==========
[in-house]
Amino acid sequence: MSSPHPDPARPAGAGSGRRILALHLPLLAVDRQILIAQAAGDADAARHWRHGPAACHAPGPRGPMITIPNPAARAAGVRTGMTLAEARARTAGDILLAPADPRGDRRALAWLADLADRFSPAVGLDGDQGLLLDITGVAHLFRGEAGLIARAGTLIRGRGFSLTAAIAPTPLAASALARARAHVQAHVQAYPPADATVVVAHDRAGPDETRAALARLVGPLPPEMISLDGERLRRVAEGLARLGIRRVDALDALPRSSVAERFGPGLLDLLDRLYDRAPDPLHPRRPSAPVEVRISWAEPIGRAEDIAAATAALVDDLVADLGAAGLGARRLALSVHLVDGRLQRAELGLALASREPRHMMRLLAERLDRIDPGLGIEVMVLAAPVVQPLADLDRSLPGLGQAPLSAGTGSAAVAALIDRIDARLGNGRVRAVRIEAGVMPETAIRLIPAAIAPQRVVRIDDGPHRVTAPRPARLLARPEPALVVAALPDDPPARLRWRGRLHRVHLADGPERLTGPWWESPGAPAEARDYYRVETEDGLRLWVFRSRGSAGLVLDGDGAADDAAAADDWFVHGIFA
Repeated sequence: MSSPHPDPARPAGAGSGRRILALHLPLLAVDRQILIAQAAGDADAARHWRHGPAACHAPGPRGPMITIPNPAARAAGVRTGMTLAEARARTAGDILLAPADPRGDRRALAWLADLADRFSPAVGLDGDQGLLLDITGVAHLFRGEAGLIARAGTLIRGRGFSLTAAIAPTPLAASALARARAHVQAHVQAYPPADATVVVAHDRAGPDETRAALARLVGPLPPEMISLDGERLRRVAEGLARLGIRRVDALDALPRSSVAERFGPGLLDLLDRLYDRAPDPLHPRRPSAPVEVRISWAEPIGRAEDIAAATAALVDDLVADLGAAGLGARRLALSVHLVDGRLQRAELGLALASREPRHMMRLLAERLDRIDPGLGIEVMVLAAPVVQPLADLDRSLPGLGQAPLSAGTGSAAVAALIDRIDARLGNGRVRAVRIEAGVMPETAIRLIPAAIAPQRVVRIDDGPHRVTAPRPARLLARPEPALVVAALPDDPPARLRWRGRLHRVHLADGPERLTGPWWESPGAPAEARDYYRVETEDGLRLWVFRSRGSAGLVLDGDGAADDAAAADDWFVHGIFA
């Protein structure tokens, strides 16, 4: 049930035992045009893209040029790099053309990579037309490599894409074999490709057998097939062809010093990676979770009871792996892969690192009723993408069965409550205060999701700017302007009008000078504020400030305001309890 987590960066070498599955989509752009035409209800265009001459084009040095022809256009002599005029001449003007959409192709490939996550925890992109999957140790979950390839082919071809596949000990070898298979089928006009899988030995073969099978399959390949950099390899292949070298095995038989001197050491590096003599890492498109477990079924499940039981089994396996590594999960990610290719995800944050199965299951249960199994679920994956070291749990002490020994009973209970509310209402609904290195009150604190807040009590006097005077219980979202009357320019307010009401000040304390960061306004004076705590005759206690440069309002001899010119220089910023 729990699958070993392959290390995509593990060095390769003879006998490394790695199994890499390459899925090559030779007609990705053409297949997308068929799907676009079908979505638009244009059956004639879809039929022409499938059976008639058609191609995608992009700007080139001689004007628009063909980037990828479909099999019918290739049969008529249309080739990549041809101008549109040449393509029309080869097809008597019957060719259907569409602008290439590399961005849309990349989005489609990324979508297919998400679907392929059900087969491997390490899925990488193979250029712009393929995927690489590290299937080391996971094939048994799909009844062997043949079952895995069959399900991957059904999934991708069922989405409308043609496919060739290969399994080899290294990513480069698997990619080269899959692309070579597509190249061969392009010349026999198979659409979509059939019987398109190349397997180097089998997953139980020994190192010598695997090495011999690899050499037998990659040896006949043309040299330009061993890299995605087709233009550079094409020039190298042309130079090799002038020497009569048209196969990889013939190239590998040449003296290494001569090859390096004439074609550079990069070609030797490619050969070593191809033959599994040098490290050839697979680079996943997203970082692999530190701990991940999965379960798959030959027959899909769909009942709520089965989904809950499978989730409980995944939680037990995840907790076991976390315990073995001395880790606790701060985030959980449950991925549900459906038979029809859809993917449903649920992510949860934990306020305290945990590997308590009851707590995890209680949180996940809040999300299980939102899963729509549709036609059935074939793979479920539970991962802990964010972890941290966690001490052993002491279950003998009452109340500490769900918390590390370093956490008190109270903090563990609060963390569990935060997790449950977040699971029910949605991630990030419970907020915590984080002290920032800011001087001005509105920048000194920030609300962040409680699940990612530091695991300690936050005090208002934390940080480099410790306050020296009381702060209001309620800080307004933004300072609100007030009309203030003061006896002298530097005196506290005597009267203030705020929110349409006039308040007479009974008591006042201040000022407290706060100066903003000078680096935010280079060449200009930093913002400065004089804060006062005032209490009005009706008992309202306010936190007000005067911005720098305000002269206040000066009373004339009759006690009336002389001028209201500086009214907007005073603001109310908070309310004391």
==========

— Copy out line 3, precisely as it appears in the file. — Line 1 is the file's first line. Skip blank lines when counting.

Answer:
Repeated sequence: MSSPHPDPARPAGAGSGRRILALHLPLLAVDRQILIAQAAGDADAARHWRHGPAACHAPGPRGPMITIPNPAARAAGVRTGMTLAEARARTAGDILLAPADPRGDRRALAWLADLADRFSPAVGLDGDQGLLLDITGVAHLFRGEAGLIARAGTLIRGRGFSLTAAIAPTPLAASALARARAHVQAHVQAYPPADATVVVAHDRAGPDETRAALARLVGPLPPEMISLDGERLRRVAEGLARLGIRRVDALDALPRSSVAERFGPGLLDLLDRLYDRAPDPLHPRRPSAPVEVRISWAEPIGRAEDIAAATAALVDDLVADLGAAGLGARRLALSVHLVDGRLQRAELGLALASREPRHMMRLLAERLDRIDPGLGIEVMVLAAPVVQPLADLDRSLPGLGQAPLSAGTGSAAVAALIDRIDARLGNGRVRAVRIEAGVMPETAIRLIPAAIAPQRVVRIDDGPHRVTAPRPARLLARPEPALVVAALPDDPPARLRWRGRLHRVHLADGPERLTGPWWESPGAPAEARDYYRVETEDGLRLWVFRSRGSAGLVLDGDGAADDAAAADDWFVHGIFA